I enjoyed using the Lumix mirrorless camera while I had it, but I love my Canon DSLR. My 7D, remains better in terms of battery life and using full-on manual settings. The main problem lies in its weight, the body itself is 1.8 lb to which I add 1.25 lb with my favourite lens, the Tamron 17–55. Walking around with close to 3 lbs around my neck becomes tiring pretty quickly.
In 2015, I had the idea of buying the Canon EF-S 24 mm f/2.8 pancake lens in order to combine the advantages of DSLR with the lightness of hybrids. My review is about how I enjoy using it. I leave the more technical criticism to the experts. Besides, although these tests can be useful, I often find that articles written after two days of use and illustrated with studio photos of targets are not relevant to what I do.
A Brief Description of the Canon EF-S 24 mm f/2.8 “Pancake” Lens
This lens is manufactured by Canon and is dedicated to DSLR cameras equipped with aps-c (cropped) sensors. This is a fixed focal (no zoom) that debuted in 2014 at a very affordable price (€160/$150 US). It has an STM motor: silent, fast and suitable for video capture. It has seven diaphragm blades and it allows you take pictures as close as six inches from your subject. It is called a “pancake” because this lens is very flat, it is less than an inch long and weighs barely 0.25 lb. This makes it the lightest lens in the Canon EF-S range. This focal length is the equivalent to a 38 mm lens mounted on a full-frame or film SLR.
Why Buy a Pancake Lens With a Focal-Length that you already Own?
The lens I use most often on my Canon 7D is my Tamron AF 17–50 f/2.8 XR Di II VC LD that I bought in 2010. It is wide-angle, bright and stabilized: I love it dearly! So, why cheat on it with a focal length that’s already available to me?
Portability! It’s a valuable spec, especially when travelling. I got in 2015 before vacationing in Florida when I had terrible arm pain (TOS) and needed to pack lightly. The weight of the camera body was heavy enough.
A while ago, I had purchased the Canon 50 mm f/1.8 for the same reasons but I never fell in love with it: the 50 mm often feels too up close in a city and the autofocus is a disaster.
What I Love About the Canon EF-S 24 mm f/2.8 Lens
Do I have to say again? Its lightness! It is as if my Canon 7D was naked: then lens barely bigger than the cap protecting the sensor.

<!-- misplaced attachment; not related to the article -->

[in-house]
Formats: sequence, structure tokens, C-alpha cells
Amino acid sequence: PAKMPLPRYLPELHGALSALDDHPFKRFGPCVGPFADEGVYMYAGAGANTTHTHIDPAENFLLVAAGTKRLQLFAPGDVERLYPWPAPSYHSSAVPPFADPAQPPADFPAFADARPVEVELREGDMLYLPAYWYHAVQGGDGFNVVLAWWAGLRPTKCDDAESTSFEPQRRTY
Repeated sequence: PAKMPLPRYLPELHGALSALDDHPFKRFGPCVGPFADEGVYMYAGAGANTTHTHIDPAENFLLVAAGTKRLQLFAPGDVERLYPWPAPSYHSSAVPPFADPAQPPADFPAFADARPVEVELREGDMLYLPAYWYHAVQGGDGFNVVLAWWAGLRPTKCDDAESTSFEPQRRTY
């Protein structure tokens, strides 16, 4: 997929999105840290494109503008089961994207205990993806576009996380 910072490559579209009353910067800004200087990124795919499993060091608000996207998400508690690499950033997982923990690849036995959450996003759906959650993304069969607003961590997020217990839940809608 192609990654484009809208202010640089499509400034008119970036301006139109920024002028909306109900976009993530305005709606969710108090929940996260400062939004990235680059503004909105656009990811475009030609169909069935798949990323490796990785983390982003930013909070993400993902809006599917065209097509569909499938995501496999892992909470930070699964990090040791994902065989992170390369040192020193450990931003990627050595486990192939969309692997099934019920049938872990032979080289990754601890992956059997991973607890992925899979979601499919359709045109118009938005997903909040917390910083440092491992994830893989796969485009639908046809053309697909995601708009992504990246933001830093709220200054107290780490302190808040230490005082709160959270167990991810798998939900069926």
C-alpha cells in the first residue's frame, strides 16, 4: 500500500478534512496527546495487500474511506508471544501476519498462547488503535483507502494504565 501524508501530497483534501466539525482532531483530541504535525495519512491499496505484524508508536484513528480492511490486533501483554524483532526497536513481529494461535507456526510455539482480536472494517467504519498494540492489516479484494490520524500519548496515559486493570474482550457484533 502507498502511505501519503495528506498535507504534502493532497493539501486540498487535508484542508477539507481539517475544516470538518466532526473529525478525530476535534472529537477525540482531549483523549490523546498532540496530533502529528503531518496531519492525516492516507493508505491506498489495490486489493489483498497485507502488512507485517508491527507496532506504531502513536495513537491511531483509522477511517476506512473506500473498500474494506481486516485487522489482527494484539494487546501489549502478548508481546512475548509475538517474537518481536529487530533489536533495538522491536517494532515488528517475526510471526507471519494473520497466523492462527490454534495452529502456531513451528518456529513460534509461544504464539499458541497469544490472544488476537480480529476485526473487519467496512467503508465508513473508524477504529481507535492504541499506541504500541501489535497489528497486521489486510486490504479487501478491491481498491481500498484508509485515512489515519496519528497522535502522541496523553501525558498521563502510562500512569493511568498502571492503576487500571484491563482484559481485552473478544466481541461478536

Fortunately, it is not the only good thing going for this lens! The focal length is just perfect, it looks like that of the 35 mm automatic film cameras that we used to take on vacation when I was little. It’s versatile enough to switch between portrait and landscape photos. The lens can focus very close to a subject, this allows you to vary point of view. Besides, since the angle is not too large so there is little optical distortion and few chromatic aberrations (less than my Tamron zoom). The dynamic range is also great.
The photos are very clear thanks to the autofocus which works smoothly and discreetly. I had a hard time with the cheap Canon 50 mm lens which led to many missed photo opportunities.
The Things I Don’t Like About the 24 mm Pancake Lens
I beg you to consider the negative points with grain of salt, because this lens has a great quality price ratio.
What I like the least about it is when I use it on a trip is that I find that I lack variety in my storytelling. The fixed focal length makes all the photos look alike if you are not careful to physically vary the distance with your subjects. Some photographers have chosen to buy the Canon EF-S 40 mm f/2.8 pancake in order to interchange these two lightweight lenses that can be carried in a pocket. I am not convinced that this is a great idea, given that dust will get on the sensor each time you change it. God knows how travel conditions (wind, water, sand…) are less than ideal to protect this fragile yet important part of the camera.
Even if the Pancake allows for a large aperture, the bokeh (the blur behind a subject) is not very beautiful. It’s okay, but looks nothing like the creamy texture of telephoto lenses. It is not really a defect in the sense that I did not expect such a lens to perform above average in this area.
The aperture opens up to f/2.8 and it makes it possible to take photos in low light. However, without a stabilizer, I find it difficult to obtain good handheld images below 1/30 s. It’s just enough to get passable pictures inside or for night photography but many images will need to be discarded if you are not using a tripod or a flash.
One final negative point is the clear vignetting at f/2.8. This is typical of affordable large aperture lenses. It is easy to touch up in Lightroom with the appropriate lens profile.
Final Words on My Canon 24mm Pancake Lens
I don’t care about its negative points! What this lens brings to my photography practice is pleasure and lightness. I prefer my DSLR to its mirrorless counterpart because the battery lasts for more than a week and it’s easy to make my adjustments in manual mode. My 24 mm pancake lens dispenses me from buying another camera because it lessens the main defect of my 7D: its weight.
At US $120, it would be a shame to deprive yourself of such a fun lens. A tip for Europeans: if you can, buy it in North America it’s much cheaper because of the exchange rate.